This collection of songs with voice and clarinet has at its heart Lori Laitman’s profoundly moving cycle I Never Saw Another Butterfly, which sets the words of hope and desolation written by children imprisoned in the Terezín concentration camp. Inspired by this poignant music, Kristine Hurst-Wajszczuk and Denise Gainey commissioned a follow-up, The Secret Exit, on poems by Nobel Laureate Nelly Sachs that reflect on life and death. Newly arranged for voice and clarinet, Living In The Body is a cycle about love, memory and resilience. The program is completed with Diana Rosenblum’s delightful setting of Winter Rain and Kalmen Opperman’s haunting Un seul.

Listen to an extract from I Never Saw Another Butterfly:
No. 4. The Garden

Lori Laitman has composed operas, choral works and hundreds of songs setting texts by classical and contemporary poets, including those who perished in the Holocaust. Her music is widely performed, including at prestigious venues such as Carnegie Hall, Benaroya Recital Hall, the Concertgebouw and Wigmore Hall, and has generated substantial critical acclaim. In May 2018, she was the recipient of the Yale School of Music’s Ian Mininberg Alumni Award for Distinguished Service.

Other recent recordings from the Naxos American Classics Series
8.559859
BERNSTEIN, L.:
Songfest
GERSHWIN, G.:
An American in Paris
COPLAND, A.:
An Outdoor Overture

Wolf Trap Opera
National Orchestral
Institute Philharmonic • Judd
‘James Judd and the musicians of the National Orchestral Institute Philharmonic ... are aware of the importance of their innovative interpretation [using the new critical edition]. Their performance is outstanding.’
Pizzicato ★★★★★
8.559869
GOULD, M.:
Symphonettes Nos. 2-4
Spirituals for Orchestra

ORF Vienna Radio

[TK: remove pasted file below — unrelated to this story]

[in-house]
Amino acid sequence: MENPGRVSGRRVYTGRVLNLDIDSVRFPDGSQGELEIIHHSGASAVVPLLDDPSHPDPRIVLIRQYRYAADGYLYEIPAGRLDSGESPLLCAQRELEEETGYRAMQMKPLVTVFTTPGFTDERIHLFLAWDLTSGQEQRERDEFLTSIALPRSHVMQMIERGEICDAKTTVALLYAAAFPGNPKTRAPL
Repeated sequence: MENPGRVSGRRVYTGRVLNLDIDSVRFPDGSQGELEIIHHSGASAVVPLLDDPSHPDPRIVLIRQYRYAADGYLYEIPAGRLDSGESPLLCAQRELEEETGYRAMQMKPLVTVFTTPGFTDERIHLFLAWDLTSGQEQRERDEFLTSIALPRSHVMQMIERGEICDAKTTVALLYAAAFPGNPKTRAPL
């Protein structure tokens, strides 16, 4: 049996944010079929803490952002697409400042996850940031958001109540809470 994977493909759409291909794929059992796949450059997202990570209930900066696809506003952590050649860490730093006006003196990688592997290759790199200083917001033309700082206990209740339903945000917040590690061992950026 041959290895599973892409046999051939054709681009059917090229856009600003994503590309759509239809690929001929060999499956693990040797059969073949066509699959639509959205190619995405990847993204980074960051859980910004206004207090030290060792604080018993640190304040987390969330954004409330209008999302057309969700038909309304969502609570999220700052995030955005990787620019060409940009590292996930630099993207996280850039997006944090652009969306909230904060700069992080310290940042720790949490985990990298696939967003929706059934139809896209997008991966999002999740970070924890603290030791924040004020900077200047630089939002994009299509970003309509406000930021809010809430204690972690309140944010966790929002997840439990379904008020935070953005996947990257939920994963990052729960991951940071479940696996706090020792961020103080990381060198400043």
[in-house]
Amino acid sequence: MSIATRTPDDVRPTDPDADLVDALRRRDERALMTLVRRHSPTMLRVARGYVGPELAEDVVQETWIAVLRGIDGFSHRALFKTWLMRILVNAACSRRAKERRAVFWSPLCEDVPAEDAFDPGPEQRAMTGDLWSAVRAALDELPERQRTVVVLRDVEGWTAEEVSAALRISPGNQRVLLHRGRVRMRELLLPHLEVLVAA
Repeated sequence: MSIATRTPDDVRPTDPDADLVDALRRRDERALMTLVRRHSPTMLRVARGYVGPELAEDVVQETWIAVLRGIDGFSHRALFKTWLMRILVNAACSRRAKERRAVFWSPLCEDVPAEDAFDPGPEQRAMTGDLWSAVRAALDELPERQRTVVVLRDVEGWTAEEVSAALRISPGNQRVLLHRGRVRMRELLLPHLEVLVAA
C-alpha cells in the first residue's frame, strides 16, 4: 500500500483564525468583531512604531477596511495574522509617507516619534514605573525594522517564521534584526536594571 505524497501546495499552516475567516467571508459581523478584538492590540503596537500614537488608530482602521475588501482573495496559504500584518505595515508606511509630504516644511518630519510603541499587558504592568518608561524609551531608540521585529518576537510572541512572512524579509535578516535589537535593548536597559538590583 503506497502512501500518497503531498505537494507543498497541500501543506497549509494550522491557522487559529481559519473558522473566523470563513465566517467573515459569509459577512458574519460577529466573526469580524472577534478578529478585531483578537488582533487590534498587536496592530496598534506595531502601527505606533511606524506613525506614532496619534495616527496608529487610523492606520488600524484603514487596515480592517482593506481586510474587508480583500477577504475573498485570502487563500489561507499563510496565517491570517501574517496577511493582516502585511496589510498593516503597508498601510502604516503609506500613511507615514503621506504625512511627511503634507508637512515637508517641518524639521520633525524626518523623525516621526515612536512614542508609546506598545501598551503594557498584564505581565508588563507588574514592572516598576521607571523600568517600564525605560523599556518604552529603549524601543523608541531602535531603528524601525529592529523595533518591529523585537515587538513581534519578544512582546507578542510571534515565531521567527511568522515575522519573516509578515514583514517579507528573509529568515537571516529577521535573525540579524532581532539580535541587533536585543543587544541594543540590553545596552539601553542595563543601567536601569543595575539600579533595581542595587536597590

Symphony Orchestra • Fagen
‘This is a lovely collection of fine music that is under-represented in the catalogue, and Naxos’s
well-balanced and rich sound, along with excellent notes by Frank K. DeWald, complete the picture. My recommendation is enthusiastic.’
Fanfare
8.559884
MORAVEC, P.:
Sanctuary Road

Mitchell • Bryce-Davis • Blue
Merriweather • Burton
Oratorio Society of New York
Chorus and Orchestra • Tritle
★★★★★
‘The relevance of Sanctuary Road (2017) in our present century cannot be overstated … the haunting premiere performance, at Carnegie Hall in 2018 with a finely balanced quintet of soloists, forms the basis of this marvellous recording. Recommended.’
Gramophone
8.559871
BERMEL, D.:
Migrations

Souza • Nash • Bermel
Juilliard Jazz Orchestra
Albany Symphony • Miller
‘The Albany Symphony Orchestra, with their various partners, play superbly—and idiomatically—throughout. Fine sound, too. Recommended.’
Gramophone
8.559830
KERNIS, A.J.:
Flute Concerto
Air • Second Symphony

Piccinini
Peabody Symphony Orchestra
Alsop • Slatkin
‘Piccinini’s performance of Air will take your breath away. I was also left breathless at the brilliance and precision of the Peabody Orchestra. No doubt some of that excellence had to do with those two master conductors, Leonard Slatkin and Marin Alsop, at the helm. Seeing these two great musicians on the same disc gave me pause to reflect on the contributions both of them have given to music.’
Fanfare
8.559874
Boston Symphony Commissions
Andres • Nathan
Shepherd • Tsontakis

Sheena • Boston Symphony Orchestra • Nelsons
‘These four performances evince all of the BSO’s fabled elegance, couched in the warm embrace of Symphony Hall’s acoustic. Enthusiastically recommended to all!’
Fanfare